What exactly is modern art? And what defines contemporary? Not simple questions. The answers are explored by many exciting museums, showing the enormous wealth of styles, types of representation and experimental exhibits that have been created in the 20th and 21st centuries.

Museum Ludwig, Cologne: a hot spot for fans of Pop Art, and Picasso

Cologne: Exterior view of the Ludwig Museum and Cologne Cathedral Cologne: Exterior view of the Ludwig Museum and Cologne Cathedral ©Museum Ludwig (Foto A.R. + Foto Thomas Riehle)

If you would like to marvel at the largest collection of American pop art outside the USA, this museum near the Cologne Cathedral, founded by Peter and Irene Ludwig, is just the place for you. Here, real icons of this garish, funky style are on display, such as Roy Lichtenstein's "M-Maybe" and Tom Wesselmann's "Great American Nude No. 98", as well as some major works by Andy Warhol, Jasper Johns and others. However, the museum is also dedicated to other art movements of the 20th and 21st centuries. In addition to one of the largest Picasso collections in the world (including the painting "Harlequin with Folded Hands"), the portfolio includes important exhibits of the Russian avant-garde as well as abstract expressionism, from Mark Rothko to Jackson Pollock. Other treasures include a collection of around 70,000 works on the history of photography, and the Haubrich Collection. The artwork donation by Cologne lawyer Josef Haubrich shows key works of German Expressionism and Neo-Realism, including gems such as the portrait of "Doctor Hans Koch" by Otto Dix and the "Half-Naked Woman with a Hat" by Ernst Ludwig Kirchner, as well as works by Marc Chagall, Max Beckmann and Paula Modersohn-Becker. This much art stimulates one's own imagination. In the Digital Creative Lab, POP LAB and other studios, visitors can give free rein to their creativity...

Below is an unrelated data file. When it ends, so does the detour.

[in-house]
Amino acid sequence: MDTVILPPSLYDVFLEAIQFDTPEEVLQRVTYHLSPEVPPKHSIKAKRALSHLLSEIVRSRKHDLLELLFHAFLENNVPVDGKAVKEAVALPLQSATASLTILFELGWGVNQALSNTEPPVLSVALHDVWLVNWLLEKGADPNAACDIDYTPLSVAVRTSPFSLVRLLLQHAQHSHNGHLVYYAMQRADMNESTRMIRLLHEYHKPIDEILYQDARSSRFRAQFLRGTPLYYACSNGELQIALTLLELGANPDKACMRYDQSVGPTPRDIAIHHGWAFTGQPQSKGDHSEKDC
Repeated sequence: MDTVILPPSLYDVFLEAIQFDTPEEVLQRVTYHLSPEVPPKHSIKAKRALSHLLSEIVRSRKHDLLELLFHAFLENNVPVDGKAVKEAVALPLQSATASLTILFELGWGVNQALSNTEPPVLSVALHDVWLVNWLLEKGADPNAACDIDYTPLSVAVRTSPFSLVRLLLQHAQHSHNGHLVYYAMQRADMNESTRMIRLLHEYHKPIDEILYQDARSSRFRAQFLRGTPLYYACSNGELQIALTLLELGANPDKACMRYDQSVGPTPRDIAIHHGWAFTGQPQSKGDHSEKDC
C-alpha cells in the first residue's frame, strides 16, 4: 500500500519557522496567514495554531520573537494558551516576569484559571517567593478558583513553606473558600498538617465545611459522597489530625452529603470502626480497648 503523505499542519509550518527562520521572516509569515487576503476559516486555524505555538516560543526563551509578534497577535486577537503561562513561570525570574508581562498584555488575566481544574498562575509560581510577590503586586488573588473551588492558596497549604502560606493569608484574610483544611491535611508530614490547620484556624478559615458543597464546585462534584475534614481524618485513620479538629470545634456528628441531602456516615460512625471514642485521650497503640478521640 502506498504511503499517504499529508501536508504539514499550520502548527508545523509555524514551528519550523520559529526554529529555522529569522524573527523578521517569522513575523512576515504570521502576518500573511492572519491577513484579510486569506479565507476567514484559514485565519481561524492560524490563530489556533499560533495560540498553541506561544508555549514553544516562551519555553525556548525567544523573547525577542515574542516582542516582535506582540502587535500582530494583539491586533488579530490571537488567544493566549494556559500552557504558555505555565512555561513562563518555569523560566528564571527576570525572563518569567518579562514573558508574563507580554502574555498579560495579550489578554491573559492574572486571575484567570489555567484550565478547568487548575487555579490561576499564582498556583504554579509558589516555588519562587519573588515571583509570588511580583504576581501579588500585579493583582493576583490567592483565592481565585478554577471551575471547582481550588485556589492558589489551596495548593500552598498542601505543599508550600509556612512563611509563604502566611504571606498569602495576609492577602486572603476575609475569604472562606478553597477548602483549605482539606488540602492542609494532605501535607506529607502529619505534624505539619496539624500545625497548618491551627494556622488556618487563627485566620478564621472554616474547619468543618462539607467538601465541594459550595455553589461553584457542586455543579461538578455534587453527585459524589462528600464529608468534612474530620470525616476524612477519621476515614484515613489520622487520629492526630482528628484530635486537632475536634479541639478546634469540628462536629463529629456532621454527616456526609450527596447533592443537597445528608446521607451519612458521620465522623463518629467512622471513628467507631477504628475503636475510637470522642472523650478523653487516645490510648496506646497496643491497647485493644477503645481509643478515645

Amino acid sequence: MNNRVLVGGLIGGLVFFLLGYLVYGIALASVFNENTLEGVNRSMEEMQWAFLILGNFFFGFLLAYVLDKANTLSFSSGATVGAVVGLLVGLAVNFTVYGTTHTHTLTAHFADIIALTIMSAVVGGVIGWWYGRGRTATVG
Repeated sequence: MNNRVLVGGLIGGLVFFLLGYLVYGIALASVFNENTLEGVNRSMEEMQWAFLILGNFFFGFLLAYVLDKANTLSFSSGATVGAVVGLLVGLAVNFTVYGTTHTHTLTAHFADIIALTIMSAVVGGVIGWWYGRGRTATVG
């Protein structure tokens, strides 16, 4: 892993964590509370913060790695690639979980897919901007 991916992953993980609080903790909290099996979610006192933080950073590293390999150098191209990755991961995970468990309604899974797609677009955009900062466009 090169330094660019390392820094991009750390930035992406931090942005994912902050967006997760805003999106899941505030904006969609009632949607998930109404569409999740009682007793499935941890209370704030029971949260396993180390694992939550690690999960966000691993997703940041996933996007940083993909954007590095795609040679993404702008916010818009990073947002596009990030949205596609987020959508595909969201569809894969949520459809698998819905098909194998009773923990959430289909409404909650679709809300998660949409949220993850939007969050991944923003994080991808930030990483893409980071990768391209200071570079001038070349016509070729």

Schirn Kunsthalle Frankfurt: temporary exhibitions of the highest quality

Frankfurt am Main: Skyline at sunset from the cathedral Frankfurt am Main: Skyline at sunset from the cathedral ©#visitfrankfurt (David Vasicek)

Located in Frankfurt's old town between Römerberg and Kaiserdom, the Schirn Kunsthalle, colloquially just known as "Die Schirn", is considered to be one of the most renowned exhibition houses for modern and contemporary art in Europe. It has earned this reputation through its original productions, publications and exhibition collaborations with other top galleries such as the Centre Pompidou, the Tate or the Museum of Modern Art. That is generally what makes it so special: the building complex, clad in light sandstone and consisting of several interlocking structures, the most striking part of which is the rotunda crowned with a glass dome, doesn't house its own collection. Instead, the curators organise and display temporary exhibitions and projects on selected themes, or on the work of individual artists, on around 2,000 square metres of exhibition space – and in cleverly crafted digitorials. Since it opened in 1986, it has hosted around 250 exhibitions, visited by a total of over 9 million art lovers. Among the most popular were exhibitions on Edvard Munch, Wassily Kandinsky, Henri Matisse, and the Parisian Bohème of around 1900.

ZKM Center for Art and Media Karlsruhe: a unique cultural institution